Should You Buy Columbia Sportswear Company (NASDAQ:COLM) For Its Upcoming Dividend In 4 Days?

Regular readers will know that we love our dividends at Simply Wall St, which is why it’s exciting to see Columbia Sportswear Company (NASDAQ:COLM) is about to trade ex-dividend in the next 4 days. Investors can purchase shares before the 9th of March in order to be eligible for this dividend, which will be paid on the 23rd of March.

Columbia Sportswear’s next dividend payment will be US$0.26 per share. Last year, in total, the company distributed US$1.04 to shareholders. Calculating the last year’s worth of payments shows that Columbia Sportswear has a trailing yield of 1.3% on the current share price of $78.13. If you buy this business for its dividend, you should have an idea of whether Columbia Sportswear’s dividend is reliable and sustainable. So we need to check whether the dividend payments are covered, and if earnings are growing.

View our latest analysis for Columbia Sportswear

If a company pays out more in dividends than it earned, then the dividend might become unsustainable – hardly an ideal situation. Columbia Sportswear is paying out just 20% of its profit after tax, which is comfortably low and leaves plenty of breathing room in the case of adverse events. Yet cash flows are even more important than profits for assessing a dividend, so we need to see if the company generated enough cash to pay its distribution. Fortunately, it paid out only 40% of its free cash flow in the past year.

It’s positive to see that Columbia Sportswear’s dividend is covered by both profits and cash flow, since this is generally a sign that the dividend is sustainable, and a lower payout ratio usually suggests a greater margin of safety before the dividend gets cut.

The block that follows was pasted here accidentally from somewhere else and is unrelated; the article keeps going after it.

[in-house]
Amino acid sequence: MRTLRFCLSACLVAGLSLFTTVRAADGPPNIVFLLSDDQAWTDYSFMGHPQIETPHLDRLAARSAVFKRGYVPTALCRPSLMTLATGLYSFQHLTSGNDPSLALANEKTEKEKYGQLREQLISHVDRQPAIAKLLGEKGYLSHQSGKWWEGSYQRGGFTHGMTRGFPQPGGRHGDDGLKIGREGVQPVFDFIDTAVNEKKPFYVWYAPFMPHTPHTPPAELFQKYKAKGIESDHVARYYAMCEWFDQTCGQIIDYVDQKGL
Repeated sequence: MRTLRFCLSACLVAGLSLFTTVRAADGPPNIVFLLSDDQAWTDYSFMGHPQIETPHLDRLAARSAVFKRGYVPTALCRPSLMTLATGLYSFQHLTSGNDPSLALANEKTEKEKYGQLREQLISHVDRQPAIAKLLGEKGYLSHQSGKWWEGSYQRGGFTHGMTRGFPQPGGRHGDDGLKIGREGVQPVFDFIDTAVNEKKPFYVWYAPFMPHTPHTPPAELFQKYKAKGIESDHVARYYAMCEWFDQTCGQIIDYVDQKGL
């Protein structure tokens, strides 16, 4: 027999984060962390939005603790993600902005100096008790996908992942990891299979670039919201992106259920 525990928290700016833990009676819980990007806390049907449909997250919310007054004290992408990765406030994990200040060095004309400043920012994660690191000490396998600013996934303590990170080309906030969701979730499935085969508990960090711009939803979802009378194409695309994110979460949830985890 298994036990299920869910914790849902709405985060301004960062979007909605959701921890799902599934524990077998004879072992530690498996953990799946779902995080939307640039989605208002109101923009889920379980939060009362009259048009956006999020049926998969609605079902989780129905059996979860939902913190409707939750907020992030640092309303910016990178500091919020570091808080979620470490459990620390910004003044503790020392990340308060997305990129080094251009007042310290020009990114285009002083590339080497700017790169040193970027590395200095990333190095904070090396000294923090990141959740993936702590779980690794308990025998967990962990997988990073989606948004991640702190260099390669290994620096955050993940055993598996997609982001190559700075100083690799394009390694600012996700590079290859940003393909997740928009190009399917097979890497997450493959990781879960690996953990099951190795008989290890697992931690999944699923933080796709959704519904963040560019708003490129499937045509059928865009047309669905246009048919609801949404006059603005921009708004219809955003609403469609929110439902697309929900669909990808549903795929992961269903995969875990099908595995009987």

Click here to see the company’s payout ratio, plus analyst estimates of its future dividends.

NasdaqGS:COLM Historical Dividend Yield, March 4th 2020
NasdaqGS:COLM Historical Dividend Yield, March 4th 2020

Have Earnings And Dividends Been Growing?

Companies with consistently growing earnings per share generally make the best dividend stocks, as they usually find it easier to grow dividends per share. Investors love dividends, so if earnings fall and the dividend is reduced, expect a stock to be sold off heavily at the same time. For this reason, we’re glad to see Columbia Sportswear’s earnings per share have risen 20% per annum over the last five years. Earnings per share have been growing rapidly and the company is retaining a majority of its earnings within the business. This will make it easier to fund future growth efforts and we think this is an attractive combination – plus the dividend can always be increased later.

Many investors will assess a company’s dividend performance by evaluating how much the dividend payments have changed over time. Columbia Sportswear has delivered 13% dividend growth per year on average over the past ten years. It’s great to see earnings per share growing rapidly over several years, and dividends per share growing right along with it.

To Sum It Up

From a dividend perspective, should investors buy or avoid Columbia Sportswear? Columbia Sportswear has been growing earnings at a rapid rate, and has a conservatively low payout ratio, implying that it is reinvesting heavily in its business; a sterling combination. There’s a lot to like about Columbia Sportswear, and we would prioritise taking a closer look at it.

On that note, you’ll want to research what risks Columbia Sportswear is facing. Case in point: We’ve spotted 1 warning sign for Columbia Sportswear you should be aware of.

If you’re in the market for dividend stocks, we recommend checking our list of top dividend stocks with a greater than 2% yield and an upcoming dividend.

If you spot an error that warrants correction, please contact the editor at editorial-team@simplywallst.com. This article by Simply Wall St is general in nature. It does not constitute a recommendation to buy or sell any stock, and does not take account of your objectives, or your financial situation. Simply Wall St has no position in the stocks mentioned.

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